Ron Rosenbaum is a mainstream, respected, nearly ubiquitous social commentator who frequently appears to be in the throes of hydrophobia. Here's one of his earlier contributions. Here's another.
From the Washington Post's Slate yesterday:
Dark meat is better. Why don't we love it more?
By Ron Rosenbaum
Posted Thursday, Nov. 24, 2011, at 7:21 AM ET
Not being a postmodernist I wouldn't call the overwhelming American preference for white-meat turkey a form of cultural hegemony. More like a mass hallucination. Why, for instance, hasn't white meat shared the same fate, the same cultural disenfranchisement, as packaged white bread?
Some of you may remember white bread. Not the white bread of crusty baguettes and the like, but the white bread of sliced, standardized loaves of cotton wool, the stuff people ate before everyone switched to baguettes and focaccia and brioche, which are, yes, often "white" but not "white bread" in the old-fashioned, mass-produced sense. I'm talking about Wonderbread bread.
This is what I can't understand: Why does most of America want its turkey meat white? ...
Why have we broken the chains of the whiteness that bound us to fatally tasteless white bread while still remaining imprisoned in the white-meat turkey ghetto?
... Do they still associate white meat with refinement? It was enough to make me wonder whether there could be a racial, if not racist, subtext here. Perhaps there is a clue in the shifting fate of the "other white meat"—pork. I'll never forget the moment when I learned the antebellum racial origin of the phrase "living high on the hog." I had driven down the I-5 "grapevine," that fog-shrouded mountainous interior route from San Francisco to L.A. with a couple of Communist Party women who were mothers of death row prisoners (long story). When dawn broke and we arrived in Watts, they guided me to a place called Ray's Redwood City, an all-night, almost all-black joint where the ladies of Saturday night dined with the ministers of Sunday morning (not at the same tables), and my fellow travelers ordered me a dish called "high on the hog," a mountain of scrambled eggs topped by a fried pork chop.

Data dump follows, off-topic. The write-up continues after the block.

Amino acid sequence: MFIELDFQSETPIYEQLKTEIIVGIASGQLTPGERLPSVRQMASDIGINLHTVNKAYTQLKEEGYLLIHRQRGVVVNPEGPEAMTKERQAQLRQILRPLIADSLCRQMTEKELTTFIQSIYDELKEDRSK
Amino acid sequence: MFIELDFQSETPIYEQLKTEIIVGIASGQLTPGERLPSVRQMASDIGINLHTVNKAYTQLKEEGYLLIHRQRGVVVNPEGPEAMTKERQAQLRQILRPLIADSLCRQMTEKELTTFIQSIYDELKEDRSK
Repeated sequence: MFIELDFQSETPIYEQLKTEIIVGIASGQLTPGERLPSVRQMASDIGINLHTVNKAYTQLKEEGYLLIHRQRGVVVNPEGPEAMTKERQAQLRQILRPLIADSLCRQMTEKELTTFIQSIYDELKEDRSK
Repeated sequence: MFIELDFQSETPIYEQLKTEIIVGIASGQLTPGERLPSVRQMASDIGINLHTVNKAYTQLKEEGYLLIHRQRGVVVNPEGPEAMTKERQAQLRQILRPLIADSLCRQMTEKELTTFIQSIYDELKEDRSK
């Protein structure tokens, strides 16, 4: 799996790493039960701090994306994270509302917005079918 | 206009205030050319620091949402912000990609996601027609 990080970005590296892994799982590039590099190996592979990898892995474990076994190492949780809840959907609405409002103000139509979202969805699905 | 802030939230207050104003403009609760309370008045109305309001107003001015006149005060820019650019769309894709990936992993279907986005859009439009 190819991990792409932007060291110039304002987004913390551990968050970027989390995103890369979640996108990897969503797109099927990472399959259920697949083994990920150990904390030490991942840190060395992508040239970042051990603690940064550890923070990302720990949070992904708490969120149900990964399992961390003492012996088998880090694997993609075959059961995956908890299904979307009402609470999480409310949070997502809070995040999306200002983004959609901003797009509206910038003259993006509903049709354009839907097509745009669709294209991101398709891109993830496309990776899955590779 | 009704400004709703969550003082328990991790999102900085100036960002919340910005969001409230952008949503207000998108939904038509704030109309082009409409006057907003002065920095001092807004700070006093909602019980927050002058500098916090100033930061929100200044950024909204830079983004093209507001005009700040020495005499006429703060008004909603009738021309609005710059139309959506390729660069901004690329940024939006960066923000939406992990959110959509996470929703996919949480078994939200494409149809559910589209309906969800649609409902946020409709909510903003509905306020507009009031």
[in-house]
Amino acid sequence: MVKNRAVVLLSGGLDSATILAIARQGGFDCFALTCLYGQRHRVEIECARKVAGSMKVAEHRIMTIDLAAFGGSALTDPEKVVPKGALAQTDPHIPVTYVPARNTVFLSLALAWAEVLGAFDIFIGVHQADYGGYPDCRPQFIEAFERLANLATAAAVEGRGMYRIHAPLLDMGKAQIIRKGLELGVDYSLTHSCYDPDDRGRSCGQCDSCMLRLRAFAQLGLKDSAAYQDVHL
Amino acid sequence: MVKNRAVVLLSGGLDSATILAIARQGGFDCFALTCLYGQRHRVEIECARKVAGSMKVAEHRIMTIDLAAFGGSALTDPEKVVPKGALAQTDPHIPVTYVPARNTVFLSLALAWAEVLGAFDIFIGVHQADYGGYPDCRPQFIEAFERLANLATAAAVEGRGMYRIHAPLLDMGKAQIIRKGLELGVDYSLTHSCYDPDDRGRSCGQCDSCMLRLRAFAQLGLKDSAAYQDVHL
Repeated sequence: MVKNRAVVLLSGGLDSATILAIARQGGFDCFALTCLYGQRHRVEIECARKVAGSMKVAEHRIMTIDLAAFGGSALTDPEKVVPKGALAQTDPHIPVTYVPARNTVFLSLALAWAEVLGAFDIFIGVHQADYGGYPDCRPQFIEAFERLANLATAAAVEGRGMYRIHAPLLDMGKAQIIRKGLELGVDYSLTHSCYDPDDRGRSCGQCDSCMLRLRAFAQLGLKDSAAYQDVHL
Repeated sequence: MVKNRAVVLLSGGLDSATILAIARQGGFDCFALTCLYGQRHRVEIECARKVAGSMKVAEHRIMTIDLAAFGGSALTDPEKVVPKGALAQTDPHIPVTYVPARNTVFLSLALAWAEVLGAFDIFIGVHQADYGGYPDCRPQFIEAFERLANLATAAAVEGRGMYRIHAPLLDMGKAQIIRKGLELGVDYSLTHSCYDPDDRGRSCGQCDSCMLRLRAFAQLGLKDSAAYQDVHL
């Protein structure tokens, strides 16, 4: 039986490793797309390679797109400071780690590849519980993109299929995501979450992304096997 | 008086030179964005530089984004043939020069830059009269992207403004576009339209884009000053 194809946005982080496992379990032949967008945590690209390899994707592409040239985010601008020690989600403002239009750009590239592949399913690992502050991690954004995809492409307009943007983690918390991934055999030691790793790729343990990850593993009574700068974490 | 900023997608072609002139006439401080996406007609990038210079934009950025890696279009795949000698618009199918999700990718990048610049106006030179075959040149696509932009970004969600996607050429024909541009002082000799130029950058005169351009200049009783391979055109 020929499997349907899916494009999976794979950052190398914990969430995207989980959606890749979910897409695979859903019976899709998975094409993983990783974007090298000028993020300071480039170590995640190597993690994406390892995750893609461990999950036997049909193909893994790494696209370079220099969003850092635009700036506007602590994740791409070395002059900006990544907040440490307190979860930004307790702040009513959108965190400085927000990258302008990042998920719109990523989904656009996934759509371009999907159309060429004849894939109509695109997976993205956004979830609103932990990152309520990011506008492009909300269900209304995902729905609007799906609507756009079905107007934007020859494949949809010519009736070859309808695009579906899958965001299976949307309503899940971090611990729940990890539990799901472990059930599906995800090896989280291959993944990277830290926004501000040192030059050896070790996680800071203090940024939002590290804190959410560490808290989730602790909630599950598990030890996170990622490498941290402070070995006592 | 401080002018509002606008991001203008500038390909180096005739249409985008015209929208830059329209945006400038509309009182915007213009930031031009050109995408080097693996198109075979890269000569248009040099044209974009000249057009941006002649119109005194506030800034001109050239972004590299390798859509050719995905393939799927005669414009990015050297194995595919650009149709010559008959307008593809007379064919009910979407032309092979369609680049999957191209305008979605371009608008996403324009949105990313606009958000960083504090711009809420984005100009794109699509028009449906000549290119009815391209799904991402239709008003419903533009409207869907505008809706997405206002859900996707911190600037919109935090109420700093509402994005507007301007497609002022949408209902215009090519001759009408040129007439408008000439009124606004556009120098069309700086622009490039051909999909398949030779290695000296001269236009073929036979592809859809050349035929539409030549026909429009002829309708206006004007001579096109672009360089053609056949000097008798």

It was then I learned the etymology of the phrase in America. It hails from the plantation days, when the white slave owners dined on choice pork chops cut from "high on the hog" while the slaves made do with the lower parts of the pig—the ham hocks, the pigs feet, the pork bellies, and the innards. White meat was high on the hog, but not higher on flavor than other (often darker) cuts. Indeed the "other white meat" now available most frequently in lean and tasteless pork chops and cutlets has little more taste than white meat turkey.
Despite its superior taste, dark meat has dark undertones for some. Dark meat evokes the color of earth, soil. Dark meat seems to summon up ancient fears of contamination and miscegenation as opposed to the supposed superior purity of white meat. I guess it shouldn't be a surprise that white meat remains the choice of a holiday that celebrates Puritans.
Indeed, the connotations of the pale and darker parts of the turkey constitute a meaty metaphor for the Thanksgiving feast itself. The allegedly more refined and daintier white parts, the wings and breast, have never touched the ground the way the earthier darker legs have done. And you know how dirty dirt is.
By the way, if you want to read a brilliant poetic embodiment of the real story of our "Pilgrim fathers," a chilling antidote to white bread, white meat, and Thanksgiving treacle, I recommend you take a look at Robert Lowell's amazing, chilling poem "Children of Light" (which could have been called ("Children of White").
Its opening lines represent the best unsentimental epitaph for the myth of Thanksgiving:
Our fathers wrung their bread from stocks and stones
And fenced their gardens with the Redmen's bones.
Maybe that's why I have a prejudice against the white-meat sacrament of the holiday that covers up the white man's crimes.
It's Lowell writing about his pilgrim ancestors who began the rolling genocidal slaughter of those nice Native Americans who made the first Thanksgiving possible.
The real Thanksgiving story is extremely dark, far darker than any leg and thigh meat.
Could fear of facing our dark history be behind the prejudice against dark meat?